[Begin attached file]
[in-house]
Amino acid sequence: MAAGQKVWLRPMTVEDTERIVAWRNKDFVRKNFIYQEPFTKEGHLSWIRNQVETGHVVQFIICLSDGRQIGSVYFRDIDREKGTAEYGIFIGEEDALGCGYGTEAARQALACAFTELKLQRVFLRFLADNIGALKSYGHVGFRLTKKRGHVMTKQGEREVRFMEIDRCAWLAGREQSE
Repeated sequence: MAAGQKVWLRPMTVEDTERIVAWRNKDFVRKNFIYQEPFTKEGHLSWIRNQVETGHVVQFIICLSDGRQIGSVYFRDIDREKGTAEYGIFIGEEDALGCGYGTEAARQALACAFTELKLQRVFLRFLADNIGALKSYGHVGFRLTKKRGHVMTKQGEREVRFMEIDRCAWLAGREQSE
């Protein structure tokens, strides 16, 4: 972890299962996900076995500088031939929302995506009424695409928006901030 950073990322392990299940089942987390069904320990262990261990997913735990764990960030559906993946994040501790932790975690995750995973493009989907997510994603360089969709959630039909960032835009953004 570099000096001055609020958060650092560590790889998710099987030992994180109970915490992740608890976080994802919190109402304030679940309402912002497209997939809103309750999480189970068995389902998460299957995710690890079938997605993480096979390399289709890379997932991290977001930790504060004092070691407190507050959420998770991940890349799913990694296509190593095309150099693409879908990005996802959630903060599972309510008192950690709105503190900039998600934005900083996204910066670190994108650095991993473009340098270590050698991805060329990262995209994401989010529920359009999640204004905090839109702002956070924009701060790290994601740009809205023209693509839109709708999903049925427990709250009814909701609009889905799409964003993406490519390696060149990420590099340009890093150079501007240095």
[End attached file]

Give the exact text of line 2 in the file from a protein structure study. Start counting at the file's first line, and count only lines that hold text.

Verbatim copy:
Amino acid sequence: MAAGQKVWLRPMTVEDTERIVAWRNKDFVRKNFIYQEPFTKEGHLSWIRNQVETGHVVQFIICLSDGRQIGSVYFRDIDREKGTAEYGIFIGEEDALGCGYGTEAARQALACAFTELKLQRVFLRFLADNIGALKSYGHVGFRLTKKRGHVMTKQGEREVRFMEIDRCAWLAGREQSE